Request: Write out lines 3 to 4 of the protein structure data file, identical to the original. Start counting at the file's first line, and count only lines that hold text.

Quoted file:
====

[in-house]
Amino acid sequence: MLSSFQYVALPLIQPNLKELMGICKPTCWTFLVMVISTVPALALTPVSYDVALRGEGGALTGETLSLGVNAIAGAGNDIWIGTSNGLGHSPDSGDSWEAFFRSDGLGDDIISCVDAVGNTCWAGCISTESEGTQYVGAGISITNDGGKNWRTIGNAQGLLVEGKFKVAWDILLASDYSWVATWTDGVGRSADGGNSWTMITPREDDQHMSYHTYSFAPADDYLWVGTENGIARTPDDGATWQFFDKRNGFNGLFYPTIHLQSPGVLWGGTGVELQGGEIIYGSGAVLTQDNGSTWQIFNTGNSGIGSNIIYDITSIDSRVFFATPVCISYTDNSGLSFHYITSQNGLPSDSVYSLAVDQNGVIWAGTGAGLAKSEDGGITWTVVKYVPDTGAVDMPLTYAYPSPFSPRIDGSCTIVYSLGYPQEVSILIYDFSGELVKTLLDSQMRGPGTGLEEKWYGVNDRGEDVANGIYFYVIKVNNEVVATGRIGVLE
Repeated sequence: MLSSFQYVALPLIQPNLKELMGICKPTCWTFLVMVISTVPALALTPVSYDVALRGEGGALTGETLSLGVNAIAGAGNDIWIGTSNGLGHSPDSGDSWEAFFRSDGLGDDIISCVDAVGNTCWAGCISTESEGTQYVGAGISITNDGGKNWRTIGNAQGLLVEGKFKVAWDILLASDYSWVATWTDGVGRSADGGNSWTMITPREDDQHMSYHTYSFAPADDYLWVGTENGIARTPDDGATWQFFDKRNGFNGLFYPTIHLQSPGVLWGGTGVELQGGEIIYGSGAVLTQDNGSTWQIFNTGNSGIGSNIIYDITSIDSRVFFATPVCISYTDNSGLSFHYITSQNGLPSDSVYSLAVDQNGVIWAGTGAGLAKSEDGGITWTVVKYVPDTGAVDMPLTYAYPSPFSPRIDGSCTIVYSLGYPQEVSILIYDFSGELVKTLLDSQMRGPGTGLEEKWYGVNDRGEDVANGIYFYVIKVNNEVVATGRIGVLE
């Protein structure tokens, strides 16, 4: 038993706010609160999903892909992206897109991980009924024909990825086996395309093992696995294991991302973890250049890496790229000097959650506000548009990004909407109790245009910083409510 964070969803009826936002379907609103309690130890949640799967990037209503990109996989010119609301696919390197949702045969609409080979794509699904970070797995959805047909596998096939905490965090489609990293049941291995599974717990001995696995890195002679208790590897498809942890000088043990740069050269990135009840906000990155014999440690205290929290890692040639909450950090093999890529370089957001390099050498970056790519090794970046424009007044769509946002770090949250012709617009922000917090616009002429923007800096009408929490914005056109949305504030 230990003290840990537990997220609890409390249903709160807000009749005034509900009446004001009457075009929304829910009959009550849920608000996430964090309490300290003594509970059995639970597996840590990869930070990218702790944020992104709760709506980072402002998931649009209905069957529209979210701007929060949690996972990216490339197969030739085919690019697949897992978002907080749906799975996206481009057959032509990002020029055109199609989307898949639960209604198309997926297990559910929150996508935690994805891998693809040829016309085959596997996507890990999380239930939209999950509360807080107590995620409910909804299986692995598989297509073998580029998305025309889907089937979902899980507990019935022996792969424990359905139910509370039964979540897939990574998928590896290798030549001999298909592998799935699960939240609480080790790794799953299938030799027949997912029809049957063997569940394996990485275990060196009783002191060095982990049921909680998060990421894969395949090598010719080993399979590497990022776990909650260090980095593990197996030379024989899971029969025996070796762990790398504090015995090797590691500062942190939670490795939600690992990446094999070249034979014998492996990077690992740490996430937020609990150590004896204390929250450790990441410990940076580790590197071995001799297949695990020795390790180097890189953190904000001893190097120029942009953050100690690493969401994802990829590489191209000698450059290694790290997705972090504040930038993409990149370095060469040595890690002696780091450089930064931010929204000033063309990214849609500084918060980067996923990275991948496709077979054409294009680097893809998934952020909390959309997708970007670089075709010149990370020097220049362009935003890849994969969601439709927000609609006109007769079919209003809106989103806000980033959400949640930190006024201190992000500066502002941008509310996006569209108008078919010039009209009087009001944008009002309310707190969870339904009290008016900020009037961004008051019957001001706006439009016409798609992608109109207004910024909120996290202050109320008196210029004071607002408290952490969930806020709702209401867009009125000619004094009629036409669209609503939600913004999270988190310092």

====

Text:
Repeated sequence: MLSSFQYVALPLIQPNLKELMGICKPTCWTFLVMVISTVPALALTPVSYDVALRGEGGALTGETLSLGVNAIAGAGNDIWIGTSNGLGHSPDSGDSWEAFFRSDGLGDDIISCVDAVGNTCWAGCISTESEGTQYVGAGISITNDGGKNWRTIGNAQGLLVEGKFKVAWDILLASDYSWVATWTDGVGRSADGGNSWTMITPREDDQHMSYHTYSFAPADDYLWVGTENGIARTPDDGATWQFFDKRNGFNGLFYPTIHLQSPGVLWGGTGVELQGGEIIYGSGAVLTQDNGSTWQIFNTGNSGIGSNIIYDITSIDSRVFFATPVCISYTDNSGLSFHYITSQNGLPSDSVYSLAVDQNGVIWAGTGAGLAKSEDGGITWTVVKYVPDTGAVDMPLTYAYPSPFSPRIDGSCTIVYSLGYPQEVSILIYDFSGELVKTLLDSQMRGPGTGLEEKWYGVNDRGEDVANGIYFYVIKVNNEVVATGRIGVLE
């Protein structure tokens, strides 16, 4: 038993706010609160999903892909992206897109991980009924024909990825086996395309093992696995294991991302973890250049890496790229000097959650506000548009990004909407109790245009910083409510 964070969803009826936002379907609103309690130890949640799967990037209503990109996989010119609301696919390197949702045969609409080979794509699904970070797995959805047909596998096939905490965090489609990293049941291995599974717990001995696995890195002679208790590897498809942890000088043990740069050269990135009840906000990155014999440690205290929290890692040639909450950090093999890529370089957001390099050498970056790519090794970046424009007044769509946002770090949250012709617009922000917090616009002429923007800096009408929490914005056109949305504030 230990003290840990537990997220609890409390249903709160807000009749005034509900009446004001009457075009929304829910009959009550849920608000996430964090309490300290003594509970059995639970597996840590990869930070990218702790944020992104709760709506980072402002998931649009209905069957529209979210701007929060949690996972990216490339197969030739085919690019697949897992978002907080749906799975996206481009057959032509990002020029055109199609989307898949639960209604198309997926297990559910929150996508935690994805891998693809040829016309085959596997996507890990999380239930939209999950509360807080107590995620409910909804299986692995598989297509073998580029998305025309889907089937979902899980507990019935022996792969424990359905139910509370039964979540897939990574998928590896290798030549001999298909592998799935699960939240609480080790790794799953299938030799027949997912029809049957063997569940394996990485275990060196009783002191060095982990049921909680998060990421894969395949090598010719080993399979590497990022776990909650260090980095593990197996030379024989899971029969025996070796762990790398504090015995090797590691500062942190939670490795939600690992990446094999070249034979014998492996990077690992740490996430937020609990150590004896204390929250450790990441410990940076580790590197071995001799297949695990020795390790180097890189953190904000001893190097120029942009953050100690690493969401994802990829590489191209000698450059290694790290997705972090504040930038993409990149370095060469040595890690002696780091450089930064931010929204000033063309990214849609500084918060980067996923990275991948496709077979054409294009680097893809998934952020909390959309997708970007670089075709010149990370020097220049362009935003890849994969969601439709927000609609006109007769079919209003809106989103806000980033959400949640930190006024201190992000500066502002941008509310996006569209108008078919010039009209009087009001944008009002309310707190969870339904009290008016900020009037961004008051019957001001706006439009016409798609992608109109207004910024909120996290202050109320008196210029004071607002408290952490969930806020709702209401867009009125000619004094009629036409669209609503939600913004999270988190310092």